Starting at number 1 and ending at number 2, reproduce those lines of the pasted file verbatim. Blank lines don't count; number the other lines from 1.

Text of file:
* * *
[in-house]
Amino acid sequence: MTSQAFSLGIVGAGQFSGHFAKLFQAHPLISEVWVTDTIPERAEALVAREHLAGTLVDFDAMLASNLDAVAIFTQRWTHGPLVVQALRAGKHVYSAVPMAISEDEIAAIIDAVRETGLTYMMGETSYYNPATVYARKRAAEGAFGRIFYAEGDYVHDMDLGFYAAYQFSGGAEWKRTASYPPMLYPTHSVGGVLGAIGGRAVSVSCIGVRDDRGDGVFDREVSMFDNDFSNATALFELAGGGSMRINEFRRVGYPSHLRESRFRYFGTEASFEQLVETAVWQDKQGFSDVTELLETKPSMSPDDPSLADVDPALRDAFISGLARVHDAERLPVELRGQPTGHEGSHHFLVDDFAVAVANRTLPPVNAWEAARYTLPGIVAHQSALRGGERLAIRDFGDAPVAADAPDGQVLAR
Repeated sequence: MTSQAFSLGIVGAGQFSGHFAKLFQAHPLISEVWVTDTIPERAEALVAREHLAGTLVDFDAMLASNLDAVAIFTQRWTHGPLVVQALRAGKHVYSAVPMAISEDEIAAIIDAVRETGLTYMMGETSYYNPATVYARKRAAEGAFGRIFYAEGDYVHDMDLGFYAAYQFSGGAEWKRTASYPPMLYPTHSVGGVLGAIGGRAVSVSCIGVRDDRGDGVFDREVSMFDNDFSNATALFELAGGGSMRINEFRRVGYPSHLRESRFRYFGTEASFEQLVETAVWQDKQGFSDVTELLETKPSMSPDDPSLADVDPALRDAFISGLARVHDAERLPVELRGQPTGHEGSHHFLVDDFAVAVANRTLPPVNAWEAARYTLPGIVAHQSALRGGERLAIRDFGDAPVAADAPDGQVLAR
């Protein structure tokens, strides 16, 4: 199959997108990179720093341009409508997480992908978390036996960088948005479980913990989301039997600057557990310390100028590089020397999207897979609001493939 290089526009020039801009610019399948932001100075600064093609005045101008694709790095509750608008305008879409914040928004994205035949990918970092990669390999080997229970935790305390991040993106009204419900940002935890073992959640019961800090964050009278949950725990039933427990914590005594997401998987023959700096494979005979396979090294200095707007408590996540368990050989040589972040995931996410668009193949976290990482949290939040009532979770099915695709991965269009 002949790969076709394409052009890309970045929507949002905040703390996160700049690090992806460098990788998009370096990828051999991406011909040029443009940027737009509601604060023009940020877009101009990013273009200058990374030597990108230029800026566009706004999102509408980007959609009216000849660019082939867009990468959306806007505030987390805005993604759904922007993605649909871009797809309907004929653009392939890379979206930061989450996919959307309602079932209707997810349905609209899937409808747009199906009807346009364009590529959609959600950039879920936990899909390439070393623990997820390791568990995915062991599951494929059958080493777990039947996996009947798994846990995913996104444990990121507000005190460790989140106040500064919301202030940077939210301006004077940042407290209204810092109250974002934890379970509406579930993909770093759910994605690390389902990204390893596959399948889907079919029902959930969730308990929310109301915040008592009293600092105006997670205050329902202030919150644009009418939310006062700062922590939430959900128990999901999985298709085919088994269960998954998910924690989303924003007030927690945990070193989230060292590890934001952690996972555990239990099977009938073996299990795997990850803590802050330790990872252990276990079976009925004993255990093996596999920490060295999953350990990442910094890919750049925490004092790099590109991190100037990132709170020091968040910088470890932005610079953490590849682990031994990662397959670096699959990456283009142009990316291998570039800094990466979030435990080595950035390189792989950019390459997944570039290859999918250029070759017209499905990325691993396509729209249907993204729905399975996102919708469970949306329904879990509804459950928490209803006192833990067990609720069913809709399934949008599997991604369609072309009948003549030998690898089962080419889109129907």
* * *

[in-house]
Amino acid sequence: MTSQAFSLGIVGAGQFSGHFAKLFQAHPLISEVWVTDTIPERAEALVAREHLAGTLVDFDAMLASNLDAVAIFTQRWTHGPLVVQALRAGKHVYSAVPMAISEDEIAAIIDAVRETGLTYMMGETSYYNPATVYARKRAAEGAFGRIFYAEGDYVHDMDLGFYAAYQFSGGAEWKRTASYPPMLYPTHSVGGVLGAIGGRAVSVSCIGVRDDRGDGVFDREVSMFDNDFSNATALFELAGGGSMRINEFRRVGYPSHLRESRFRYFGTEASFEQLVETAVWQDKQGFSDVTELLETKPSMSPDDPSLADVDPALRDAFISGLARVHDAERLPVELRGQPTGHEGSHHFLVDDFAVAVANRTLPPVNAWEAARYTLPGIVAHQSALRGGERLAIRDFGDAPVAADAPDGQVLAR